Frank, and very Earnest
It is true that this magazine has, from time to time, indulged in parody. But we know when we are outclassed.
The following – from the pen of Pluriform Frank, the Presiding Bishop of the Episcopal Church of the United States – is a masterpiece of that most exquisite of all genres, self-parody. The prose style, the pretension, and the pomposity of this memorandum make it a rare example of all that so tragically afflicts the life of that once proud Church.
English readers should be aware that the author of this effusion is the Co-Chair of International ARCIC and a major player in inter-Anglican relations.
They should also note that this paper was read to the assembled Executive Council. Obviously the Council is so devoid of a sense of humour that the ordeal was one which the author had no reason to fear.
Without the exuberant self-importance which marks this piece out as special, similar passages could no doubt be identified in the verbiage of almost every English diocese. English bishops, too, are an endless source of innocent mirth. We invite readers to contribute similar passages from their own dioceses for possible publication.
February 22, 2002
A progress report from the Presiding Bishop
The following report was read to the Executive Council, meeting in San Antonio, during a plenary session February 22, 2002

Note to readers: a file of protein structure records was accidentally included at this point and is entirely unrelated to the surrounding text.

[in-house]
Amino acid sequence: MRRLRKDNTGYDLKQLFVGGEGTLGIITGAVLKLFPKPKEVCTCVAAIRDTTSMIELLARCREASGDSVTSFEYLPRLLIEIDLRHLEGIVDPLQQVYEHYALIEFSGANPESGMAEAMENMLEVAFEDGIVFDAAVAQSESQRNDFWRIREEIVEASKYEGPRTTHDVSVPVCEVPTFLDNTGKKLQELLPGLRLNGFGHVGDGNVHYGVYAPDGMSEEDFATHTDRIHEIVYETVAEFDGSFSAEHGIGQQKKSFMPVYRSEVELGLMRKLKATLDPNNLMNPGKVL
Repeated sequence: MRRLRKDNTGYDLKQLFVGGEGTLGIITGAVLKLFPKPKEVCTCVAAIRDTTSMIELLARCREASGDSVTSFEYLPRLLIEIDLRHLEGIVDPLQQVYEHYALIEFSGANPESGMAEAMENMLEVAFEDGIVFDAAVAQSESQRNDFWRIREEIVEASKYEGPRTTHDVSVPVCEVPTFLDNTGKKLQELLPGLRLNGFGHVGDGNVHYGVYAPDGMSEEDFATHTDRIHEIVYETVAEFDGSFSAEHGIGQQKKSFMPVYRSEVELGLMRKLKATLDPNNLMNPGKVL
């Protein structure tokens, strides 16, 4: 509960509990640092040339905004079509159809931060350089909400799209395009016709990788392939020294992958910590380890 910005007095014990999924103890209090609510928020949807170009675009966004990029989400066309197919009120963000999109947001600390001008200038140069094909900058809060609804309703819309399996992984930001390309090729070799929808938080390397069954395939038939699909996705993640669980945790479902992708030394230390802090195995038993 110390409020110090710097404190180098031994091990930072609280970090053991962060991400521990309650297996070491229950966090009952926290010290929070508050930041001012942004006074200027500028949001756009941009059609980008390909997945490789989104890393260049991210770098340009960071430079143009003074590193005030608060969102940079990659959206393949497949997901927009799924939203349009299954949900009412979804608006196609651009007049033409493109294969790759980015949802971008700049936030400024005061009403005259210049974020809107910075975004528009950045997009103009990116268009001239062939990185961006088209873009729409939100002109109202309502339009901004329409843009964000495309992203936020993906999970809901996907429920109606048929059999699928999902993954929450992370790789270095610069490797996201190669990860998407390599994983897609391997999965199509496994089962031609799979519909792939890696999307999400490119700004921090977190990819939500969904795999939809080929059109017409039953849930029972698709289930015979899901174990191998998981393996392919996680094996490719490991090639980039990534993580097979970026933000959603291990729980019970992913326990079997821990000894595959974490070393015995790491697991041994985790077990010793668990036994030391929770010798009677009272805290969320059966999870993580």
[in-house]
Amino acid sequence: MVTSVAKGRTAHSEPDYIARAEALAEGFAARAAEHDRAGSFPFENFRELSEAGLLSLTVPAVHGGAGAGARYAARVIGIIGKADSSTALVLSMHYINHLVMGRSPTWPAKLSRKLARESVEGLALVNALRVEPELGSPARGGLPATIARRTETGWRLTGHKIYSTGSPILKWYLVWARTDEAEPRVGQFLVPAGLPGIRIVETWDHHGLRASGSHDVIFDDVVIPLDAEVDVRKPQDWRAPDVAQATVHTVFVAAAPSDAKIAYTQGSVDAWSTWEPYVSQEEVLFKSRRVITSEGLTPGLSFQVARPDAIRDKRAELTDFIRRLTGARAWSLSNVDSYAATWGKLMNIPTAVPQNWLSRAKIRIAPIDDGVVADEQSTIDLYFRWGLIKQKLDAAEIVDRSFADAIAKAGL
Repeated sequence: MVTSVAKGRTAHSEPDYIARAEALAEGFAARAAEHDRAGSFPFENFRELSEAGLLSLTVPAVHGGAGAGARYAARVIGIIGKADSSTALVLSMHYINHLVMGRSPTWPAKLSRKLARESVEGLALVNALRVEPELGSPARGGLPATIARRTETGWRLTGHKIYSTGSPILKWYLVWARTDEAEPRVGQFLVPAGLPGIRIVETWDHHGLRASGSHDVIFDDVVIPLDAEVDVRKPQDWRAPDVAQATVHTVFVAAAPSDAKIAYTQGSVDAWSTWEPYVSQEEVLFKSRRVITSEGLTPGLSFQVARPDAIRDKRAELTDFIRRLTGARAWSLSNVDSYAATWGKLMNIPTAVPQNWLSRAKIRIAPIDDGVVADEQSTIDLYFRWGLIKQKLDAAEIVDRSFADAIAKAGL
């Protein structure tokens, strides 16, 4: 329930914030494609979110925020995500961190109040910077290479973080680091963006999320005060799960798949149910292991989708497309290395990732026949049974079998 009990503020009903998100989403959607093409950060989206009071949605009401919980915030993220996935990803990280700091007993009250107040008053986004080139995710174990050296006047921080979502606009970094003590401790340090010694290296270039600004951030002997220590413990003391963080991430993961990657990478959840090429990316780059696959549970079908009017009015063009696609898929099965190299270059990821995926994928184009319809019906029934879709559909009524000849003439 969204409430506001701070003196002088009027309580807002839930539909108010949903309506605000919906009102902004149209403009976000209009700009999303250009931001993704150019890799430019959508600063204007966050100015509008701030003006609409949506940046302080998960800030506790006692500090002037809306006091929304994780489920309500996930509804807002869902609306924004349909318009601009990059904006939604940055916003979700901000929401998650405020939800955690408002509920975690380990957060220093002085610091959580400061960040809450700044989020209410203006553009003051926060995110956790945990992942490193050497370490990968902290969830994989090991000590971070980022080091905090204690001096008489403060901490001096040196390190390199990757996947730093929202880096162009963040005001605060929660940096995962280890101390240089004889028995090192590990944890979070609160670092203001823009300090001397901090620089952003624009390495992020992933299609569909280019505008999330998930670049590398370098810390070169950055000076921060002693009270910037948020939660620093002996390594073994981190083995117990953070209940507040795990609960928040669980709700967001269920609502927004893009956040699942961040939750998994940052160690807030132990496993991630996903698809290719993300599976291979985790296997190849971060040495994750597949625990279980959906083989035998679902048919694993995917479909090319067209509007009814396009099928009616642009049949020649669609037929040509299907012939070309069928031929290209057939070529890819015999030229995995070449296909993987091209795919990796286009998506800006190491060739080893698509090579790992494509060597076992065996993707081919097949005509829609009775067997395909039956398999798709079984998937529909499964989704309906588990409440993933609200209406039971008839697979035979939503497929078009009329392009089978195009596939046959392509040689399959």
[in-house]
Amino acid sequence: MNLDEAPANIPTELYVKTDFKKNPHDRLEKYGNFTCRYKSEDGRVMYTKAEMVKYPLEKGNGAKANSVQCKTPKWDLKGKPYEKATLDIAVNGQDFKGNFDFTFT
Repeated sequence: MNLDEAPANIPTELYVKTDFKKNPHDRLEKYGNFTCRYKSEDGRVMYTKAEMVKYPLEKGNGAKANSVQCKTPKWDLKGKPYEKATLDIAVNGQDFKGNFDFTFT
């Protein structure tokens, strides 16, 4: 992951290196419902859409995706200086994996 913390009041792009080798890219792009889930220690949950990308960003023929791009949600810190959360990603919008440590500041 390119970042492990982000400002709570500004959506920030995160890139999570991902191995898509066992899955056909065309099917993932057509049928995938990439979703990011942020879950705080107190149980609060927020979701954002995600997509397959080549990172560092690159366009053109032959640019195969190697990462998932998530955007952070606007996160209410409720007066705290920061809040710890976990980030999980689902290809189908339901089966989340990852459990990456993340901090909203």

Since the beginning of this triennium I have been working with the Management Team on a strategic thinking process. A broad segment of the staff has also been invited into this process, and that work is ongoing. Our efforts to date have produced specific actions that reflect our thinking on how we will best deploy staff resources over the next five years.
The work of the staff must be in response to the General Convention and the mission energies of the broader Church. We now see our work falling within five general areas: congregational growth and development; leadership development; faith formation and spiritual development; justice and peace; Anglican, ecumenical and interfaith partnerships. We are devoting day-long staff meetings to each of these areas, and are part way through the process of thinking about how we can best be organized to do this work. We see ourselves in more fluid task groupings around the five areas, and thus are working on strengthened collaboration among staff. As well, we have developed a new staff alignment where the Management Team meets twice monthly with programmatic heads. These gatherings have been enormously productive.
Our work has already informed several decisions that have great import on how we do our work. The Reverend Charles Fulton has been named Director of Congregational Development. Effective March 1, the Reverend Canon Benjamin Musoke-Lubega will take up his duties as Partnership Officer for Africa. Also on March 1, Douglas Fenton will join our staff as Staff Officer for Young Adult and Higher Education Ministries. These decisions strengthen our work in areas of great opportunity that demand our attention.